Groundhog Day Again in Woodstock, Illinois
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Annual Groundhog Days festival
An aging classic-rock cover band lays into a Bob Seger tune, and the flannel-wearing folks in Woodstock's Moose Lodge No. 1329 cheer and crack open $2.50 Miller Lites. Pasta buffet aside, the annual Shake Off the Winter Blues dinner-dance feels a little familiar, and not just because the setting in this Illinois town (50 miles northwest of Chicago) could pass for a Wisconsin North Woods bar. Actor Bill Murray lit up this 94-year-old lodge when he filmed Groundhog Day's bachelor auction scene here, and since then, fans return every year for a fun night out.
Woodstock's annual Groundhog Days festival (January 26 to Feb. 2, 2014) will hold trivia contests, storytelling, a chili cook-off, free film showings of the movie--and a guided walking tour of 14 plaque-marked film sites. "Woodstock is an absolute all-American small town making the most of its movie-making legacy," says Bob Hudgins, who worked on the movie and leads the tours.
After Woodstock Willie looks for his shadow, crowds head to Pirro's Restaurant for breakfast, a moment of homespun comfort before the journey back to reality.
A cool tour
The two-hour tour of Groundhog Day's film sites draws crowds and includes lots of trivia. Guide Bob Hudgins starts at the 1890 Woodstock Opera House, which anchors the town's 19th-century square. (While he was scouting locations, director Harold Ramis looked out a window in the tower and thought Woodstock could represent Punxsutawney, Pennsylvania, in the movie; Bill Murray's character also tried to kill himself by leaping from this window.) Chic shops and restaurants fill the square. The tour shares stories from the six-month filming and ends at posh Royal Victorian Manor B&B, featured as The Cherry Street Inn in the movie.
If you're in the area outside of the festival dates, you can take the Groundhog Day Walking Tour on your own; just download a map from the Groundhog Days site.
Woodstock trip guide: Where to shop
Seasons by Peg At this seasonal home decor and gift shop, patrons find home-decorating eye candy and tasty sweets. The glass counter displays as many as 30 kinds of hand-dipped chocolates, turtles and toffees, plus Cobblestones gourmet foods (pictured). (815) 206-3666; seasonsbypeg.com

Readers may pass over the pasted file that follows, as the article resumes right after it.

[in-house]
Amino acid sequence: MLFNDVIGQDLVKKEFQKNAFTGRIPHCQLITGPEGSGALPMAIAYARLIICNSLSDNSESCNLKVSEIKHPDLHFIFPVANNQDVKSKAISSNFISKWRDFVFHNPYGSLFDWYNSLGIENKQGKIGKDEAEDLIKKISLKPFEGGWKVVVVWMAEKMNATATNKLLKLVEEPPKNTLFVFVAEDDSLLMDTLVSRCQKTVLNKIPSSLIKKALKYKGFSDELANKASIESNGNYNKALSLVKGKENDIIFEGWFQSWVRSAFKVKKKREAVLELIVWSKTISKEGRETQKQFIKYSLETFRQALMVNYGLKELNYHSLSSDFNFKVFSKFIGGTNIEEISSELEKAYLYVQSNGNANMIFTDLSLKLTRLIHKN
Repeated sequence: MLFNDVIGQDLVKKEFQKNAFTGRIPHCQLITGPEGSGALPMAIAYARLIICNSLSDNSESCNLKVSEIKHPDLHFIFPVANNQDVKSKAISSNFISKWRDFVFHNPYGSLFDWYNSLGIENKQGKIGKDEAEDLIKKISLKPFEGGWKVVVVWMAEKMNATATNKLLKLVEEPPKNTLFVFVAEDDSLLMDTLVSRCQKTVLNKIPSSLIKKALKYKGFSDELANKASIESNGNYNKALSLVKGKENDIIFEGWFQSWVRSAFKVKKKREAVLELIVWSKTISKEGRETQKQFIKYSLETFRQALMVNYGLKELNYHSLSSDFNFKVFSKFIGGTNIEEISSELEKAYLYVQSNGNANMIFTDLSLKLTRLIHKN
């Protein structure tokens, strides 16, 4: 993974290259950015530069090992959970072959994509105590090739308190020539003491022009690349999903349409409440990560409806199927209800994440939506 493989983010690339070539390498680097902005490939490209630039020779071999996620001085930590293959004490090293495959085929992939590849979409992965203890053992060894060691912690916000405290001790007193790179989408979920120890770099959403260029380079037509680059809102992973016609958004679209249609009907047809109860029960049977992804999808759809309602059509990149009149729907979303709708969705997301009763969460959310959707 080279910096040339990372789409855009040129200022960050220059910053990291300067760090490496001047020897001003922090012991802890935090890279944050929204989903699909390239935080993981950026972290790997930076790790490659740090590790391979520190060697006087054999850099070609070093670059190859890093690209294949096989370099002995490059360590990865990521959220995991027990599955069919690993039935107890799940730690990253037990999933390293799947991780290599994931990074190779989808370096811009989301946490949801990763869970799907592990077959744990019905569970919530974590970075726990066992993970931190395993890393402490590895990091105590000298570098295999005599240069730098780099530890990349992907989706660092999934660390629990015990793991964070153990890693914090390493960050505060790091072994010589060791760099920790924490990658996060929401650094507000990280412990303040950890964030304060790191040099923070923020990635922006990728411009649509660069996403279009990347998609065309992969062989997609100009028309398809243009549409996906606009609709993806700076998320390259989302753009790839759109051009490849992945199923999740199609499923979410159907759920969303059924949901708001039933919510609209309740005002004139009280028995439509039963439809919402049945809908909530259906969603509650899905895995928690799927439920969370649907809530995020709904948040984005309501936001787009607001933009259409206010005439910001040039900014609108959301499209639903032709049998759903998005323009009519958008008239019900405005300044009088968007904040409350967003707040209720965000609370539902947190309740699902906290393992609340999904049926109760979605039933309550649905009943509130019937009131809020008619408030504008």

Designs by Maida Chicago interior-designer Maida Korte brings her HGTV style to this home-furnishings showroom. (815) 337-2046; designsbymaida.com
Green Box Boutique You'll find fair-trade, local and ecofriendly goods sold in the gallery setting on the town square; wines from nearby Salute Vineyard are $24.95 a bottle. (815) 337-7303; greenboxboutique.com
Read Between the Lynes The staff of teachers, avid readers and aspiring writers offers encyclopedic insight at this cozy bookseller. (815) 206-5967; readbetweenthelynes.com
Woodstock trip guide: Where to eat and stay
WHERE TO STAY
Royal Victorian Manor Owners Karla and Everton Martin restored the 1894 Victorian mansion (pictured) and opened it to guests in 2010. This five-guest-suite B&B exudes luxurious touches. You won't find frou-frou here, and you'll enjoy the big breakfast, served on china and crystal. From $125. (815) 308-5432; royalvictorianmanor.com
WHERE TO EAT
La Petite Creperie Located in a Victorian home, this French bistro serves savory and sweet dessert crepes and specials, all big enough to share. The sauteed chicken and goat cheese Pagnol crepe pairs well with a glass of crisp white wine. (815) 893-0765; lapetitecreperie.net
FOR MORE INFORMATION: McHenry County Convention and Visitors Bureau (888) 363-6280; visitmchenrycounty.com
(A version of this story appeared in Midwest Living® November/December 2011. Prices, dates and other details can change; please check specifics before making travel plans.)